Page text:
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Author: PhoCusWright Inc.

Published: July 30, 2003


30, 2003

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years ago, $26 billion of leisure, unmanaged
business and corporate travel were purchased
online worldwide. This year, PhoCusWright projects
global online travel sales will reach $80 billion,
with 70% of sales coming from the U.S. and the
rest from Europe, Asia Pacific and Canada.

As for 2004, everyone knows an uptick is coming
for the otherwise down travel, tourism and
hospitality industry, but nobody knows when.
We do know, however, the big shift toward online
purchasing will continue unabated.

Going global
The juxtaposition of online growth and overall
travel weakness is profound. The implications
are staggering. And one major by-product
of this revolution is the emergence of national
(going on global) retail brands.

An amazing thing about travel comes to light
when one compares its changes to other industry
shifts over the same time period. For example,
other hot e-commerce verticals saw leadership
battles between new entrants and start-ups:
the Amazon vs. Barnes & Noble or eToys vs.
Toys "R" Us or eTrade vs. Schwab phenomena.
Ultimately, many of the pre-Internet companies
overcame their younger competitors or became
powerful online rivals.

But not in travel. Indeed, there were travel
agency brands pre-Internet, such as American
Express, AAA, Thomas Cook. But none of the
top online travel agencies today was a travel
agency pre-Internet. Think about that. There
is no travel industry equivalent of Barnes & Noble
or Schwab, i.e., pre-Internet intermediaries
that have held their ground in the Information

One hundred percent of the top market share
in today's growth area, the online travel sector,
is exclusively enjoyed by new entrants.

The "brand" effect
Distribution planning, pricing strategies and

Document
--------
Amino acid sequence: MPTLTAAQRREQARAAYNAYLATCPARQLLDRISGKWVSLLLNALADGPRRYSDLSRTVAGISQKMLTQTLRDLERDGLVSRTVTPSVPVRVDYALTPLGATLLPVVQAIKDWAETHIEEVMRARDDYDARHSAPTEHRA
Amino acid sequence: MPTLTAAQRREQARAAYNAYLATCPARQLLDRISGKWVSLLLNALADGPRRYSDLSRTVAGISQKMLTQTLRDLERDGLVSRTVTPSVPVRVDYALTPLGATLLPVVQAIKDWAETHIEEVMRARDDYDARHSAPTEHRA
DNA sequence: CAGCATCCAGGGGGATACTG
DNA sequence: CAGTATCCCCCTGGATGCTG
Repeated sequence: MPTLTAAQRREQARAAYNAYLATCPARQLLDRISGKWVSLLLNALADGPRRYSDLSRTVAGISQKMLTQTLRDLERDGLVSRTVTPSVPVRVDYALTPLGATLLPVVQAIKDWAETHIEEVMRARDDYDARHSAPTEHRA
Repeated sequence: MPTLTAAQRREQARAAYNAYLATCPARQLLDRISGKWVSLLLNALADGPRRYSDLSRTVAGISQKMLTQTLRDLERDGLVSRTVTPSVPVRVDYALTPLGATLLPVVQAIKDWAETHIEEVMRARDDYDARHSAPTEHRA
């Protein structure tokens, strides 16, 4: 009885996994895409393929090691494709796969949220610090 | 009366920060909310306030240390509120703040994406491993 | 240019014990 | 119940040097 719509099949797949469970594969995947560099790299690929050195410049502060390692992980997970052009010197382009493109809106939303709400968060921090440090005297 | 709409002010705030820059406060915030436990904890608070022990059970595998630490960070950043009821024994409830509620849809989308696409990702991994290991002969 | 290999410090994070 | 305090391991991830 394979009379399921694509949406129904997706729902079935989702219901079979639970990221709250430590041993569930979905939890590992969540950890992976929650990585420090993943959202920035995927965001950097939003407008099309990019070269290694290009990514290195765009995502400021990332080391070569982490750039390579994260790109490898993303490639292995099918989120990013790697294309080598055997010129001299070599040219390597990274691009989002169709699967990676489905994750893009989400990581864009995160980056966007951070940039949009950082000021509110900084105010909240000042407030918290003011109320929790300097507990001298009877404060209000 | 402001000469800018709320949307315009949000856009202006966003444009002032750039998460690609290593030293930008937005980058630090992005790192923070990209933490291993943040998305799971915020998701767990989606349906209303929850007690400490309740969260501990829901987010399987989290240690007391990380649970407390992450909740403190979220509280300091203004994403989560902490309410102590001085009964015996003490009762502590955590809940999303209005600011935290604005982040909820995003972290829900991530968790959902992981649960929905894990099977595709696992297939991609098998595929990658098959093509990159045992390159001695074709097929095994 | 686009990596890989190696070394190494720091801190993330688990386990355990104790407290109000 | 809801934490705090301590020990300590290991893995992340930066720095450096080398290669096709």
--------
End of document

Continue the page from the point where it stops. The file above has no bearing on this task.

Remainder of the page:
revenue management have taken on new dimensions
in a travel marketplace replete with big
retail brands. As with Nordstrom, Wal-Mart,
Home Depot and Staples, online entities such
as Expedia, Travelocity, Orbitz and Hotels.com
play a significant role in the way things
are bought and sold. Their customer relationships
are /considerable as is their influence on
travel distribution, including vacation packages
and cruise sales.

Pundits once predicted the online era would
usher in a wave of supplier-direct selling.
For sure, airlines have been successful in "taking
control," but hotels - now 23% of the online
travel market - are experiencing just the opposite,
much to the major hoteliers' chagrin (but less
so for the smaller or more obscure lodging
brands that rely heavily on online merchants).

Many travel wholesalers, retailers and technology
companies have historically been cynical about
branding; too many view this time-honored discipline
as fluff, overkill or a luxury. I've even been
lectured on the folly of pure brand advertising
by sizable travel agency owners. I don't think
their approach was ever wise, but it allegedly "worked" through
the years. Those days, rather years, are over.

Better hire that brand manager.

These comments first appeared in Travel
Weekly, July 22, 2003.